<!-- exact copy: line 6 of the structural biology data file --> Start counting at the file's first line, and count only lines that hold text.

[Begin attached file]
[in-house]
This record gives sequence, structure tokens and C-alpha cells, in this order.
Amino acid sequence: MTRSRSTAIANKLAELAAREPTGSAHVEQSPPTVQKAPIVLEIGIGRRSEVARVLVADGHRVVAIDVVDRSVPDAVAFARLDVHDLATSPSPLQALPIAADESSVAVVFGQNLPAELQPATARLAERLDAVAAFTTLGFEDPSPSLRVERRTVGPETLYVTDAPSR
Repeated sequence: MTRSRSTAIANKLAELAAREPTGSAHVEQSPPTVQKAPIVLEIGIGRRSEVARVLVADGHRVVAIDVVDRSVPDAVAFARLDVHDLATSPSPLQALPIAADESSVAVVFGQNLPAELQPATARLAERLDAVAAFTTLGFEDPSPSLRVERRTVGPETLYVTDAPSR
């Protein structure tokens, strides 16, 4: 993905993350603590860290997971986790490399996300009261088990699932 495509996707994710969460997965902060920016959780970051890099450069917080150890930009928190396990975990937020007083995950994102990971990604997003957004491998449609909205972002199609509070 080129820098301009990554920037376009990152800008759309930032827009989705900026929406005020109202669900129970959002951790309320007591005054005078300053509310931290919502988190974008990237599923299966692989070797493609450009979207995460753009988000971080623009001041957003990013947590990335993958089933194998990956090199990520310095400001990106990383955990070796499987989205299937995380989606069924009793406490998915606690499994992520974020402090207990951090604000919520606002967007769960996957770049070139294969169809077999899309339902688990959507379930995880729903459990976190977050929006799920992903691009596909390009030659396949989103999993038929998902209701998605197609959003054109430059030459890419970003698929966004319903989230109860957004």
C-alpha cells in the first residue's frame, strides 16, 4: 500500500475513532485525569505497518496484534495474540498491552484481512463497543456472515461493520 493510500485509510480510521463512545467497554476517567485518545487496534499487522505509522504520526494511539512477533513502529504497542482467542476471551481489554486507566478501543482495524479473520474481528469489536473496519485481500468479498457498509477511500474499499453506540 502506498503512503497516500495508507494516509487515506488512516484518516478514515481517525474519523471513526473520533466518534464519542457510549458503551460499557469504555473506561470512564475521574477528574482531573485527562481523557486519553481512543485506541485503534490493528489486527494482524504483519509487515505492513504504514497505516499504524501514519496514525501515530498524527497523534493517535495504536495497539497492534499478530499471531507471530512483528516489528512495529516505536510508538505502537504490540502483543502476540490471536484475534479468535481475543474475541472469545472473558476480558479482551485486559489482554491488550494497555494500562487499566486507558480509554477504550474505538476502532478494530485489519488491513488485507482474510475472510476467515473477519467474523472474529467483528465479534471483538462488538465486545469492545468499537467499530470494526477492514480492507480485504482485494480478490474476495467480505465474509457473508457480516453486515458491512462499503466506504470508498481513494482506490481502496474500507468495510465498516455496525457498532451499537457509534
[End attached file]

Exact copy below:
C-alpha cells in the first residue's frame, strides 16, 4: 500500500475513532485525569505497518496484534495474540498491552484481512463497543456472515461493520 493510500485509510480510521463512545467497554476517567485518545487496534499487522505509522504520526494511539512477533513502529504497542482467542476471551481489554486507566478501543482495524479473520474481528469489536473496519485481500468479498457498509477511500474499499453506540 502506498503512503497516500495508507494516509487515506488512516484518516478514515481517525474519523471513526473520533466518534464519542457510549458503551460499557469504555473506561470512564475521574477528574482531573485527562481523557486519553481512543485506541485503534490493528489486527494482524504483519509487515505492513504504514497505516499504524501514519496514525501515530498524527497523534493517535495504536495497539497492534499478530499471531507471530512483528516489528512495529516505536510508538505502537504490540502483543502476540490471536484475534479468535481475543474475541472469545472473558476480558479482551485486559489482554491488550494497555494500562487499566486507558480509554477504550474505538476502532478494530485489519488491513488485507482474510475472510476467515473477519467474523472474529467483528465479534471483538462488538465486545469492545468499537467499530470494526477492514480492507480485504482485494480478490474476495467480505465474509457473508457480516453486515458491512462499503466506504470508498481513494482506490481502496474500507468495510465498516455496525457498532451499537457509534